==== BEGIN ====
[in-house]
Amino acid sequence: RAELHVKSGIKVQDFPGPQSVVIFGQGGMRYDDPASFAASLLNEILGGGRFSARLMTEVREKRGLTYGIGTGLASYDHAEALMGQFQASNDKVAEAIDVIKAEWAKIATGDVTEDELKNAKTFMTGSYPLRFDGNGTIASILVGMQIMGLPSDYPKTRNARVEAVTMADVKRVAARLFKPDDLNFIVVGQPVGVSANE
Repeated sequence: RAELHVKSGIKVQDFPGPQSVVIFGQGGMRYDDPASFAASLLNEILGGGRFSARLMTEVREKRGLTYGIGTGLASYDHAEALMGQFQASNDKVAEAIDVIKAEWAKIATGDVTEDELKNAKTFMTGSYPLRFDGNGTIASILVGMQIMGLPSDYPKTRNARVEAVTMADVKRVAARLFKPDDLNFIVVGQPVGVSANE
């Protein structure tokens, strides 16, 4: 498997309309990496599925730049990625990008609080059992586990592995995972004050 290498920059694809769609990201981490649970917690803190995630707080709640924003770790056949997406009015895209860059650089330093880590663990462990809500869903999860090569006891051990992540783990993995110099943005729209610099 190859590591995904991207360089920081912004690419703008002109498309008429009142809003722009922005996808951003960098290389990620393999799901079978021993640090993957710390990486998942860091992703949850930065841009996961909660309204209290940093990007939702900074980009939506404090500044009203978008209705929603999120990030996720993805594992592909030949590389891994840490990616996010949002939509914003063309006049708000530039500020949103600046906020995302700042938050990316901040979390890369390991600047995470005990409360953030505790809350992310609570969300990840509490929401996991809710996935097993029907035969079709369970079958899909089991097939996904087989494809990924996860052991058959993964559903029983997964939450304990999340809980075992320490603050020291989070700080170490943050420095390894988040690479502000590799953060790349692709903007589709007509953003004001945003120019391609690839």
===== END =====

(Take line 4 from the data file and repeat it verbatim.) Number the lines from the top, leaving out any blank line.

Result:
């Protein structure tokens, strides 16, 4: 498997309309990496599925730049990625990008609080059992586990592995995972004050 290498920059694809769609990201981490649970917690803190995630707080709640924003770790056949997406009015895209860059650089330093880590663990462990809500869903999860090569006891051990992540783990993995110099943005729209610099 190859590591995904991207360089920081912004690419703008002109498309008429009142809003722009922005996808951003960098290389990620393999799901079978021993640090993957710390990486998942860091992703949850930065841009996961909660309204209290940093990007939702900074980009939506404090500044009203978008209705929603999120990030996720993805594992592909030949590389891994840490990616996010949002939509914003063309006049708000530039500020949103600046906020995302700042938050990316901040979390890369390991600047995470005990409360953030505790809350992310609570969300990840509490929401996991809710996935097993029907035969079709369970079958899909089991097939996904087989494809990924996860052991058959993964559903029983997964939450304990999340809980075992320490603050020291989070700080170490943050420095390894988040690479502000590799953060790349692709903007589709007509953003004001945003120019391609690839």